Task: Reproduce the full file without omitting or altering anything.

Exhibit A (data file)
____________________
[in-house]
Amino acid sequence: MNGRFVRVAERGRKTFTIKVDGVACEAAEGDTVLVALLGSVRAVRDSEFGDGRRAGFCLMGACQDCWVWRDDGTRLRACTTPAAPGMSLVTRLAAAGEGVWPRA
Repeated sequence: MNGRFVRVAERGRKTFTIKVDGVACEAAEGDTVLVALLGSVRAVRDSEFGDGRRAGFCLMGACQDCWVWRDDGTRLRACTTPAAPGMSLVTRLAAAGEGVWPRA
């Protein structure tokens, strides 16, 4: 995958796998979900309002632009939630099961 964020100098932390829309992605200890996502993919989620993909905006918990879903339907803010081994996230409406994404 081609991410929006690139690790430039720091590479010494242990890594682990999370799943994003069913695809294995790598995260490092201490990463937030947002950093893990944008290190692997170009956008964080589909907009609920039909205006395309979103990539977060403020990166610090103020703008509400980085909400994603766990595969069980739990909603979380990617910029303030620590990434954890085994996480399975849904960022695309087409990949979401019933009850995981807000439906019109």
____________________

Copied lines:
[in-house]
Amino acid sequence: MNGRFVRVAERGRKTFTIKVDGVACEAAEGDTVLVALLGSVRAVRDSEFGDGRRAGFCLMGACQDCWVWRDDGTRLRACTTPAAPGMSLVTRLAAAGEGVWPRA
Repeated sequence: MNGRFVRVAERGRKTFTIKVDGVACEAAEGDTVLVALLGSVRAVRDSEFGDGRRAGFCLMGACQDCWVWRDDGTRLRACTTPAAPGMSLVTRLAAAGEGVWPRA
């Protein structure tokens, strides 16, 4: 995958796998979900309002632009939630099961 964020100098932390829309992605200890996502993919989620993909905006918990879903339907803010081994996230409406994404 081609991410929006690139690790430039720091590479010494242990890594682990999370799943994003069913695809294995790598995260490092201490990463937030947002950093893990944008290190692997170009956008964080589909907009609920039909205006395309979103990539977060403020990166610090103020703008509400980085909400994603766990595969069980739990909603979380990617910029303030620590990434954890085994996480399975849904960022695309087409990949979401019933009850995981807000439906019109």